The law and DOMA

The United States Supreme Court has determined, in the case of Warth v. Seldin, 422 U.S. 490, 498 (1975), that “the question of standing is whether the litigant is entitled to have the court decide the merits of the dispute or of particular issues.” Essentially, standing is the ability of the plaintiff to show an adequate connection between a law or action and the harm done to them. Without standing, a case will not be heard by any court.

This brings us to the case of United States v. Windsor, 570 U.S. ____ (2013), the case heard by the Supreme Court this summer regarding the constitutionality of the Defense of Marriage Act (DOMA).

Article III of the Constitution states that the judicial power of the Supreme Court only extends to real cases or controversies. In United States v. Windsor, as Justice Scalia so vehemently pointed out, there was no controversy once the case reached the Supreme Court. The case was originally filed in the U.S. District Court of the Southern District of New York, which ruled in Ms. Windsor’s favor, awarding her a refund.

The Department of Justice then appealed this ruling, despite being in agreement with it, to the United States Court of Appeals for the Second Circuit. This Second Circuit Court upheld the ruling of the District Court, and ruled that Section 3 of DOMA was unconstitutional.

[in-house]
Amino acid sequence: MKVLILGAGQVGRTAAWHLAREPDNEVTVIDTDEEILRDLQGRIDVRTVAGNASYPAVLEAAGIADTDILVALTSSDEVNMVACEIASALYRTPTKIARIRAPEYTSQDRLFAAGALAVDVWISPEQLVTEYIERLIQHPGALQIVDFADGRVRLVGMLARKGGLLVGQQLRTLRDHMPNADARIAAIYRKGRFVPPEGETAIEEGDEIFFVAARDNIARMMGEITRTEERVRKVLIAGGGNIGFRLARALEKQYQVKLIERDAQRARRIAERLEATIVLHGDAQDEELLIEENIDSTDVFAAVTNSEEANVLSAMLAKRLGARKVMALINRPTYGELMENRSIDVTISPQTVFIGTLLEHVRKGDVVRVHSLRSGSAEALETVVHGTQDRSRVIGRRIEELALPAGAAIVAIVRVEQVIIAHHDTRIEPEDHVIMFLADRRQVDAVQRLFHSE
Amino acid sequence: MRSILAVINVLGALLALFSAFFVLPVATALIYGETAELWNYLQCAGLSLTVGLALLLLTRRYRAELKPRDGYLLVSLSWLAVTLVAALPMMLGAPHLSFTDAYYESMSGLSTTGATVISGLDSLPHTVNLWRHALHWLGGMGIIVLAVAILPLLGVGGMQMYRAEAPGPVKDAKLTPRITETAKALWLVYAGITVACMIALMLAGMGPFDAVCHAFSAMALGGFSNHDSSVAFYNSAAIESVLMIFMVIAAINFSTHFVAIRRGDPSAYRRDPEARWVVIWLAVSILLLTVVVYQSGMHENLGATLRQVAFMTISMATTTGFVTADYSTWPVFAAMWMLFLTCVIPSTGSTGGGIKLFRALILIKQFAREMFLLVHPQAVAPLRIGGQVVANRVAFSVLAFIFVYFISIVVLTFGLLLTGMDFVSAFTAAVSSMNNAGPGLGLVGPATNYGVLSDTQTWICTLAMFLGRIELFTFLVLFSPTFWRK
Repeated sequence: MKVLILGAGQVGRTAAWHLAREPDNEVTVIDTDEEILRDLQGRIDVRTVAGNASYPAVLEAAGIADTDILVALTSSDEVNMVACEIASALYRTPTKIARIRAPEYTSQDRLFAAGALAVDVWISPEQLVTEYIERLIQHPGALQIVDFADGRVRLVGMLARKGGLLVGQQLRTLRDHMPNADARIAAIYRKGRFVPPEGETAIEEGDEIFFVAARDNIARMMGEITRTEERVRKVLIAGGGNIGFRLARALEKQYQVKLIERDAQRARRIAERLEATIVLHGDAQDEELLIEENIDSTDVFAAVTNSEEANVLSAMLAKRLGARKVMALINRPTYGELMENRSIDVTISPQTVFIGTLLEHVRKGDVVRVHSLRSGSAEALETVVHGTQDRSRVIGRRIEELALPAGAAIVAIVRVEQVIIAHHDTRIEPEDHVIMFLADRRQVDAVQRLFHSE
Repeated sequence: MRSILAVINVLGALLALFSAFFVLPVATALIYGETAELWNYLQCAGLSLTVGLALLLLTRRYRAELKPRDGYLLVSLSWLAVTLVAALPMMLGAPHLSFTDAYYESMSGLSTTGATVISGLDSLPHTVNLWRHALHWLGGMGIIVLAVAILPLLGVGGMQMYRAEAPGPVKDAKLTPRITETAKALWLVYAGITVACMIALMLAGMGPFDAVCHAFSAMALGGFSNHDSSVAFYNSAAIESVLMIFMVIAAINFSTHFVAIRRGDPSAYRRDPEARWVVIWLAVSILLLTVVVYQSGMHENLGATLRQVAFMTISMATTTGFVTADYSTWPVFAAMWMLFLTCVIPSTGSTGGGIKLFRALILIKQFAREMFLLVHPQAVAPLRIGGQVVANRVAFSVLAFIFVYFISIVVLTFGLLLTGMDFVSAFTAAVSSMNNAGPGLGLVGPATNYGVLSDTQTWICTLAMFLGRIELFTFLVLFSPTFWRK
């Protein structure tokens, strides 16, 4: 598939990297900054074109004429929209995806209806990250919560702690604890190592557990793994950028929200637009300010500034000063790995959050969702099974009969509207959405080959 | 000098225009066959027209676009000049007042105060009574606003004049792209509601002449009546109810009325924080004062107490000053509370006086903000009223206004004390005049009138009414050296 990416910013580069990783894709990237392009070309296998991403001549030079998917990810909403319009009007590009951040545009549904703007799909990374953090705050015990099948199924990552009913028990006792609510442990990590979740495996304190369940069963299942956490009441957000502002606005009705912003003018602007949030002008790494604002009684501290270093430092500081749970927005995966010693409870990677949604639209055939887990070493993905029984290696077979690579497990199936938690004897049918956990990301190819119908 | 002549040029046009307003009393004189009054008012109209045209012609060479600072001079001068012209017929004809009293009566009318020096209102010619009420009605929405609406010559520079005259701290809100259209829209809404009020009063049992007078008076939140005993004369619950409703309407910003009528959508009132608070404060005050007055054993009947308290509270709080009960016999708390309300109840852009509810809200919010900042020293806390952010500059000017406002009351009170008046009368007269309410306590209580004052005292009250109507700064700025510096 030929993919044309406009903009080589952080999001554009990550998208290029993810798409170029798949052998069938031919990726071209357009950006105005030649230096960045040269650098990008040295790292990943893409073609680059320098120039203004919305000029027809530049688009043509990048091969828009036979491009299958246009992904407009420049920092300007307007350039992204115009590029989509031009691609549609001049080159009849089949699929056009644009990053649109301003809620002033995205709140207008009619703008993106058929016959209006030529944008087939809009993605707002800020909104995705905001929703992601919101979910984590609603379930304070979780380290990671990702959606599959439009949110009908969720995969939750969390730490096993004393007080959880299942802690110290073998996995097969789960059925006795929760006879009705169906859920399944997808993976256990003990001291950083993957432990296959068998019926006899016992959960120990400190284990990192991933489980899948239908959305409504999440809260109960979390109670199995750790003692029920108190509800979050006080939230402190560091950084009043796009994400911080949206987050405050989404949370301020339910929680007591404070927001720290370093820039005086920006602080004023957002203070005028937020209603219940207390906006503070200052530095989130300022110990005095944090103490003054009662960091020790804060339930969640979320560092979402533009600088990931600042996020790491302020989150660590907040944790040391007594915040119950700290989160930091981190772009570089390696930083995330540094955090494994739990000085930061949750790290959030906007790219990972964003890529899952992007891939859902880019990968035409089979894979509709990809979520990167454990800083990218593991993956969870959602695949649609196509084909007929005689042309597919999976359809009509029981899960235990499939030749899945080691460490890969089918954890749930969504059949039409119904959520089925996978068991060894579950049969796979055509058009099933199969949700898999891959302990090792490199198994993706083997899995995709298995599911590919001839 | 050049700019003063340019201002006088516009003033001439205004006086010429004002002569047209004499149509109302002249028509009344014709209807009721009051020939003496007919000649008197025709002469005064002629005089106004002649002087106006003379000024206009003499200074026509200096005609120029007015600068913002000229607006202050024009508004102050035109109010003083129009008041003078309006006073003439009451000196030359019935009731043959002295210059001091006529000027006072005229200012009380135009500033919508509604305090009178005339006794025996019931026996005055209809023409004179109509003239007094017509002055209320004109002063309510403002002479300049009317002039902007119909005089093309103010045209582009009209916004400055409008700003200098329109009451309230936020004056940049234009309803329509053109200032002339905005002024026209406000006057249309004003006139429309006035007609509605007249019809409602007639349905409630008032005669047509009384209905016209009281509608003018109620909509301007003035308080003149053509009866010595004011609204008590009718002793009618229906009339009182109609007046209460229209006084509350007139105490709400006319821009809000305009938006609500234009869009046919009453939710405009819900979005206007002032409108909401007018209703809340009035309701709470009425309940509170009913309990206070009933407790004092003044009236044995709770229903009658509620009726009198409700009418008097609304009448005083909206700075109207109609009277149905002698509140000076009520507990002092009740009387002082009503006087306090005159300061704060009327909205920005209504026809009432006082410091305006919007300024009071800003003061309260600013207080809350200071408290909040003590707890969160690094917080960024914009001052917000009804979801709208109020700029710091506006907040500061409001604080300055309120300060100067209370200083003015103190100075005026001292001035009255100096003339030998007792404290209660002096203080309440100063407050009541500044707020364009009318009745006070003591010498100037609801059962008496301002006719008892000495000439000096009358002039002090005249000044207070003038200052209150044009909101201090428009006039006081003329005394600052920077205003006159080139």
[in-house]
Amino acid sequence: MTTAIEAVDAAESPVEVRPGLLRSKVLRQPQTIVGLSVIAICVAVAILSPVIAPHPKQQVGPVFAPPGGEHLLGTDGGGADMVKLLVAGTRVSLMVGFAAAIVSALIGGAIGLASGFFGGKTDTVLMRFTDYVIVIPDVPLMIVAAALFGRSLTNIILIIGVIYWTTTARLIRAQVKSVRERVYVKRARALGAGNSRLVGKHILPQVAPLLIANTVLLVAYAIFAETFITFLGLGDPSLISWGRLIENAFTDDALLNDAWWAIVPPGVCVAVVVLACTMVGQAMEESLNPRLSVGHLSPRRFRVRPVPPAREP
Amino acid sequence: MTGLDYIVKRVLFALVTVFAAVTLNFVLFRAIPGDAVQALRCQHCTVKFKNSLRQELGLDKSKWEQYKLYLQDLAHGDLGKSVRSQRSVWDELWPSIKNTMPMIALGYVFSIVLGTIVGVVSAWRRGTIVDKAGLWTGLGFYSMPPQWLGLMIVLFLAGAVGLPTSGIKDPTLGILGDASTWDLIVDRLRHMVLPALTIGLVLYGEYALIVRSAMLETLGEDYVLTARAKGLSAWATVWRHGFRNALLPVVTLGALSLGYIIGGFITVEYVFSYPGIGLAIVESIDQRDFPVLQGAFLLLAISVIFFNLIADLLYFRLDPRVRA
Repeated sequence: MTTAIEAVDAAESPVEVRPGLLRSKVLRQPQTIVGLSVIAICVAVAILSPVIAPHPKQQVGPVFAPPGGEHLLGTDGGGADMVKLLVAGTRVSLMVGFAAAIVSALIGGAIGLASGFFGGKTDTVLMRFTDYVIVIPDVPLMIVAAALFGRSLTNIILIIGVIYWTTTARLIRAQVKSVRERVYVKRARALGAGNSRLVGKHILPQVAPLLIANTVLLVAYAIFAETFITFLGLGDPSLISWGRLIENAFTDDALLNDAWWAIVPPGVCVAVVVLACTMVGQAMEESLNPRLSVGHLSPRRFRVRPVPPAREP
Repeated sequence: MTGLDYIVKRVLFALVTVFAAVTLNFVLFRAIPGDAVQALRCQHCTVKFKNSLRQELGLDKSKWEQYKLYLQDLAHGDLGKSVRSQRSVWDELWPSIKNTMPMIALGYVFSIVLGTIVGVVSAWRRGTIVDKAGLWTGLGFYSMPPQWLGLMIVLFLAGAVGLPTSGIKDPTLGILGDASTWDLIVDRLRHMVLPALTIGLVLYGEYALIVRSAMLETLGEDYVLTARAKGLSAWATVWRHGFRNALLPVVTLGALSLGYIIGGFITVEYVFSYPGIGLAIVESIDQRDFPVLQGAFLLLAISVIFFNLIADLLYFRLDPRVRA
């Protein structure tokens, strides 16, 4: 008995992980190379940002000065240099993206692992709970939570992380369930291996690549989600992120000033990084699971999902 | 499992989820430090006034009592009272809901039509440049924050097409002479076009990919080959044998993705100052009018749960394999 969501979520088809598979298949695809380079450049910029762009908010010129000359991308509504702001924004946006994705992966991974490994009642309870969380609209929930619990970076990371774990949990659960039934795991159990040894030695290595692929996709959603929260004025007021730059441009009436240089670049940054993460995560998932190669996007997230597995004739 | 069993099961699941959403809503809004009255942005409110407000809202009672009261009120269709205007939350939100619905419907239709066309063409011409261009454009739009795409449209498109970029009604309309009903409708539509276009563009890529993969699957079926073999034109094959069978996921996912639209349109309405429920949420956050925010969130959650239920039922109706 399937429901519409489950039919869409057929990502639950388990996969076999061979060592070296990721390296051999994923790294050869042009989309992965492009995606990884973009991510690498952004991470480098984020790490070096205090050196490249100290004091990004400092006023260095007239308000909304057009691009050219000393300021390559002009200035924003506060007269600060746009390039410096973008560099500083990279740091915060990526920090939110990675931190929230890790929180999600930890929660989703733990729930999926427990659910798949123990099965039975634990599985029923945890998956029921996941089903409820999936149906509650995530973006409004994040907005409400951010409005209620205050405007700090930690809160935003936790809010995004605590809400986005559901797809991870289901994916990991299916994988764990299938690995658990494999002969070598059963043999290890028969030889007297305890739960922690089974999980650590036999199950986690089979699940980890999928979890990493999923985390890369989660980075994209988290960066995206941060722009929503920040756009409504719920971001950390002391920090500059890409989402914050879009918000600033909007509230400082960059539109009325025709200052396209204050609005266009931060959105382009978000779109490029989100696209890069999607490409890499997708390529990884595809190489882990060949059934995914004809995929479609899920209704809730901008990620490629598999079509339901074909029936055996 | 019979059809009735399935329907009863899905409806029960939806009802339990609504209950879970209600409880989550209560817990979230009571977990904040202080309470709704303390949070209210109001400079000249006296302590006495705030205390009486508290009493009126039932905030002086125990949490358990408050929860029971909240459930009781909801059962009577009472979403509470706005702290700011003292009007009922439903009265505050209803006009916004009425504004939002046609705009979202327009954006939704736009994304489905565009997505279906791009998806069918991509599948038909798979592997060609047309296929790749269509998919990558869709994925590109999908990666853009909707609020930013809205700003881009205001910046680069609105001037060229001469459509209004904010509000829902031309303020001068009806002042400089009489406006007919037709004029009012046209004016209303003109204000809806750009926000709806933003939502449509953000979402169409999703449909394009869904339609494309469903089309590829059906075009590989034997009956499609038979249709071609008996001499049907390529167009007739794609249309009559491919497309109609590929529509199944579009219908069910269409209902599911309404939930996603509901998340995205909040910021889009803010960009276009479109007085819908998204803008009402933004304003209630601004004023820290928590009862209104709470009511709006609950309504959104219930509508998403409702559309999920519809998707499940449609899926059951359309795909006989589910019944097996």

Although still in agreement with the ruling, the Department of Justice then filed for a writ of certiorari with the Supreme Court, asking them to review the rulings yet again, and as we all know the Supreme Court upheld the rulings of both the lower courts.

The problem lies in standing. Due to the fact that the Department of Justice was in agreement with the original District Court ruling, the case should not have been heard in the Second Circuit Court, let alone the Supreme Court.

There was no controversy here. The Department of Justice agreed that since New York acknowledges same-sex marriage, Ms. Windsor deserved to have her money refunded and DOMA was unconstitutional.

The Department of Justice did not have standing to appeal the rulings of either the District Court or the Second Circuit Court, because they were not there to argue against either ruling or defend the constitutionality of DOMA.

Once the District Court ruled DOMA to be unconstitutional, in order for an appeal to be granted, the Department of Justice should have been required to be in disagreement with the ruling and argue that DOMA was, in fact, constitutional.

But this was not the case. Just as the appeal of Proposition 8 in California was thrown out for lack of standing, so, too, should have this one.